105(1999); http://dx.doi.org/10.1121/1.426694View Description Hide Description
A quasi-one-dimensional approach is presented to analyze three-pass mufflers with perforated elements using numerical decoupling. The approach is further developed to include mufflers with ducts extended into the end cavities. Theoretical predictions are compared with experiments for three different muffler configurations, one fabricated and two commercially available mufflers, and shown to agree reasonably well. The effect of porosity, length of the end cavities, and expansion chamber diameter are studied. Also, the effect of ducts extending into the end cavities are investigated.
105(1999); http://dx.doi.org/10.1121/1.426695View Description Hide Description
Fourier–Bessel theory is used to derive a closed-form solution for the spatially averaged velocity-potential impulse response associated with one-way diffraction from an unfocused piston transducer of radius a. The derivation provides additional insight into the problem of diffraction from an unfocused piston transducer.
105(1999); http://dx.doi.org/10.1121/1.426696View Description Hide Description
The resonanceproperties of a prefractal cavity are studied in an acoustical transmission experiment. Resonance frequencies and quality factors are measured and compared to theory. All the delocalized modes are detected, and their measured eigenfrequencies closely fit numerical predictions. Most of the localized modes appear to be missing in the experimental spectra because of their weak coupling with the acoustic excitation and detection. The measurement of the quality factor of the acoustic resonances confirms the existence of increased damping due to the irregular shape of the cavity. This constitutes the first experimental evidence for the damping power of fractal structures.
- NONLINEAR ACOUSTICS 
105(1999); http://dx.doi.org/10.1121/1.426697View Description Hide Description
A numerical model of nonlinear propagation is used to investigate two cases of monochromatic ultrasonic beams interacting at small angles in a nonlinear medium. Two finite Young’s slits are seen to produce fringes at harmonic frequencies of the source in places where the source frequency is absent, which can be seen as a combination of harmonic generation near the source, and in the beam. Two intersecting beams with shaded edges are seen to produce similar fringes in the near field, with an oscillatory structure. Algebraic solutions to a simplified model, using the weak-field Khokhlov–Zabolotskaya equation, are invoked to illustrate the origin of the oscillations, and of the far-field directivity, providing an alternative view of the fringes due to Young’s slits. It is seen that two weakly interacting beams can produce fringes of second harmonic where the source frequency has low amplitude, if the beams coincide at the point of observation, or if a boundary condition is imposed on the second harmonic where the beams coincide.
105(1999); http://dx.doi.org/10.1121/1.426698View Description Hide Description
The nonlinear interaction of noncollinear acoustical waves is considered. Conditions of the resonantbackscattering of one wave from the lattice produced by the other two are formulated in analogy with the four-wave mixing known in optics. The efficiency of the phase-matchedinteraction of acoustical waves is calculated in the resonant approximation for a gas media. Such approximation is constructed on the basis of the expansion of the sound equations preserving up to cubic terms. The amplitude of the backscatteredwave is expressed as the product of the efficiency, the amplitudes of three waves, the wave number of the backscatteredwave, and the size of the region of interaction. Such backscattering is proposed as an acoustical remote probe. The distance to the interaction region and the amplitude of initial waves are limited by nonlinear degradation of waves due to the second-order nonlinearity. For acoustical waves with wave number 10 m−1, sources of size 1 m, and about 100 m to the interaction region, the amplitude of the backscatteredwave can be about of the atmospheric pressure. At the detection with a signal-to-noise ratio about of 10, the resolution of such method on the wind velocity may be about 1 m/s.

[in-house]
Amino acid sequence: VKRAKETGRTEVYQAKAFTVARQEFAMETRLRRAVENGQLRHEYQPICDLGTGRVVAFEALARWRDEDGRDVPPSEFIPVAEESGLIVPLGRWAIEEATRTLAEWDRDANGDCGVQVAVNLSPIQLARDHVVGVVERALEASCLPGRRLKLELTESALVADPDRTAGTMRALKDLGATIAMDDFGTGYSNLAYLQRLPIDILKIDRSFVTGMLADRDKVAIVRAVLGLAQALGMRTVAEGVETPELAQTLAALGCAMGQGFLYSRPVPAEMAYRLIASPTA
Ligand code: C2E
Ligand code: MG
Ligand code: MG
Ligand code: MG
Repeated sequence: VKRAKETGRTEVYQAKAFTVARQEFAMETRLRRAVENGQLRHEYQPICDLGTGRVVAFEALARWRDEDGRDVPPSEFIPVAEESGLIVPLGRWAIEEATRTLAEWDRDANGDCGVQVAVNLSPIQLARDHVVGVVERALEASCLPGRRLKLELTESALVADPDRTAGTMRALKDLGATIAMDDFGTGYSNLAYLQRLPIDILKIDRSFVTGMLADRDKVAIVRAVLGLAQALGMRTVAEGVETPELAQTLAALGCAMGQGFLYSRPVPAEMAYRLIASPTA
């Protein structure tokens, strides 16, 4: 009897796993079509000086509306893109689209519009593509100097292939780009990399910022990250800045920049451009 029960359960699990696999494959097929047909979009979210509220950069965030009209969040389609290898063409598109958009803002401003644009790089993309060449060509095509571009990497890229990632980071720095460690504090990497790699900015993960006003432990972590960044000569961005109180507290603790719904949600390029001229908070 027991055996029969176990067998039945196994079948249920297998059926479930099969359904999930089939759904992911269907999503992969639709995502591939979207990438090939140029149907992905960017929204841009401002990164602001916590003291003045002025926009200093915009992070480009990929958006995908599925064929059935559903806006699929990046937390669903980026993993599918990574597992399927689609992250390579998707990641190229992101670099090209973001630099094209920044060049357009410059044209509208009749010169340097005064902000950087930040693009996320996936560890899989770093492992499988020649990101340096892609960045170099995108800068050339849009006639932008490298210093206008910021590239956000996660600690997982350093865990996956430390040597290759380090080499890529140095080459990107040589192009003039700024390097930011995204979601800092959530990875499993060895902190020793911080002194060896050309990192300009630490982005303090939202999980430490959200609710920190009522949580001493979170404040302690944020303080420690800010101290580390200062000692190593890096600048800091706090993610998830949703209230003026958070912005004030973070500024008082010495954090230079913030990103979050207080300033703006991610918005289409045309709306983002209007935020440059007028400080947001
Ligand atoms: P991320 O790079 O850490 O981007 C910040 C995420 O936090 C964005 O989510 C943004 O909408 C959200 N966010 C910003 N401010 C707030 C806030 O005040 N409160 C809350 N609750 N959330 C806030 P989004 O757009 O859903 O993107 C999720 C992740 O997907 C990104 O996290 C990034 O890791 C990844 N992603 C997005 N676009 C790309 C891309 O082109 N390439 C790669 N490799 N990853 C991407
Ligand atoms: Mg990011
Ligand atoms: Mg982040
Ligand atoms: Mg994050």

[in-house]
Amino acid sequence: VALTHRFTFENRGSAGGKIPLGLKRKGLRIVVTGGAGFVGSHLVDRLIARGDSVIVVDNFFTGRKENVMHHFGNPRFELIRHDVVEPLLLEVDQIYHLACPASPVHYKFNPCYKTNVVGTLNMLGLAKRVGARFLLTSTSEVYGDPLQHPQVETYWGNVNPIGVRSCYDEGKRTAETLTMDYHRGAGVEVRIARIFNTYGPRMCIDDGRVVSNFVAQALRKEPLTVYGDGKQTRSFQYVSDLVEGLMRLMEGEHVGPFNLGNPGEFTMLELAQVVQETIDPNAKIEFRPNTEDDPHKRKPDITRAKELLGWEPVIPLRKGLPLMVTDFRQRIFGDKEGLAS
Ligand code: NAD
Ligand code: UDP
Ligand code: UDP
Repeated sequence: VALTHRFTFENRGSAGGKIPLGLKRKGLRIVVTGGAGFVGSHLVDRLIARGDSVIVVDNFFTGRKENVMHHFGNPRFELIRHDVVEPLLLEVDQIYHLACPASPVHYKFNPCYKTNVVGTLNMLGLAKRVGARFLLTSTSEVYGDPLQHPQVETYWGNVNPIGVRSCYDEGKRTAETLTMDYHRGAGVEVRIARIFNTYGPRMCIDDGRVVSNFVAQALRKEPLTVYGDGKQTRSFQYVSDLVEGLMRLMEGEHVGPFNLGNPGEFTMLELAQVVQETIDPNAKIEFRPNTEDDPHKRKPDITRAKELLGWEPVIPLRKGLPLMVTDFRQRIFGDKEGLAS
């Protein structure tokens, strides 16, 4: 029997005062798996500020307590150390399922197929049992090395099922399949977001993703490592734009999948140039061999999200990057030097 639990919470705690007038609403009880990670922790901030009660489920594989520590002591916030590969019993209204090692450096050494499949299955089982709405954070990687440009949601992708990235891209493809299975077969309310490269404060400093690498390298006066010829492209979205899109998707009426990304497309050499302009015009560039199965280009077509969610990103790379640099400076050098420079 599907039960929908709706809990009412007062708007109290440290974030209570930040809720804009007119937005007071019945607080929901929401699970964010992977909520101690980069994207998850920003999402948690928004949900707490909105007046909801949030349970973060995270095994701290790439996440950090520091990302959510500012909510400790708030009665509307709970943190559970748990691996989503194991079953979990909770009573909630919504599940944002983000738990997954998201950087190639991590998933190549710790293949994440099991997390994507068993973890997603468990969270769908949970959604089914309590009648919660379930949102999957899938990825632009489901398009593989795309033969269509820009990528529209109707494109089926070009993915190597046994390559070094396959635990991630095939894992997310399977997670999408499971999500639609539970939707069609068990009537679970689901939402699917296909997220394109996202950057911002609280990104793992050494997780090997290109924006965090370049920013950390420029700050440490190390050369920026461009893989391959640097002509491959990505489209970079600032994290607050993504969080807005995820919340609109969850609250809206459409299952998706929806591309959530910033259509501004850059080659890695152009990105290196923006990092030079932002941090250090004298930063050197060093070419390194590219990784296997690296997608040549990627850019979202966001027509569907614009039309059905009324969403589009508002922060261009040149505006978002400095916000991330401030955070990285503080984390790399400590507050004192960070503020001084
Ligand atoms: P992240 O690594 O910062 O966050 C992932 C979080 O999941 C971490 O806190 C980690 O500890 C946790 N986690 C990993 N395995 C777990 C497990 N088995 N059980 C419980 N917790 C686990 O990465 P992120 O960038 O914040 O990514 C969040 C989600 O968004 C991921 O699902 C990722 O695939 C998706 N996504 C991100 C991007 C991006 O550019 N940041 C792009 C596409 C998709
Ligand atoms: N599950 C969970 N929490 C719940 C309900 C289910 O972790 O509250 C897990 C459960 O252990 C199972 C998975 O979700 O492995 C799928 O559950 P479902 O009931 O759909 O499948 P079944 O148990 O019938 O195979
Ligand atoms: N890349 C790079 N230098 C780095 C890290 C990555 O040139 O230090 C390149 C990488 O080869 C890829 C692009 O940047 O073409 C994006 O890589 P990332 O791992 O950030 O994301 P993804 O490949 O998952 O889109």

- UNDERWATER SOUND 
105(1999); http://dx.doi.org/10.1121/1.426699View Description Hide Description
Acoustic propagation along the Hawaiian–Aleutian path at low frequency (65 Hz) for the acoustic thermometry of ocean climate (ATOC) has been simulated using the implicit finite difference parabolic equation (IFD-PE). This simulation is based upon the Semtner–Chervin model with one-half-degree resolution. The adiabaticity has been assessed, and it was found that significant mode coupling takes place at the sub-arctic front area (44.8 ° N). Due to the range-dependent double channel, two characteristic ranges were identified in this area: (i) the modal degeneration range and (ii) the modal scattering range At range mode m and mode n (usually, are degenerated, the modal wave numbers of mode m and mode n become equal, and mode n then takes the shape of mode m. Therefore, there is no real repopulation (modal scattering), but a modal name change takes place at this range. The modal name change can cause a miscalculation of the adiabatic travel time. At range however, real repopulation does take place. Numerical simulations illustrate that and are separated by about 10 km at lower modes and are merged at higher modes.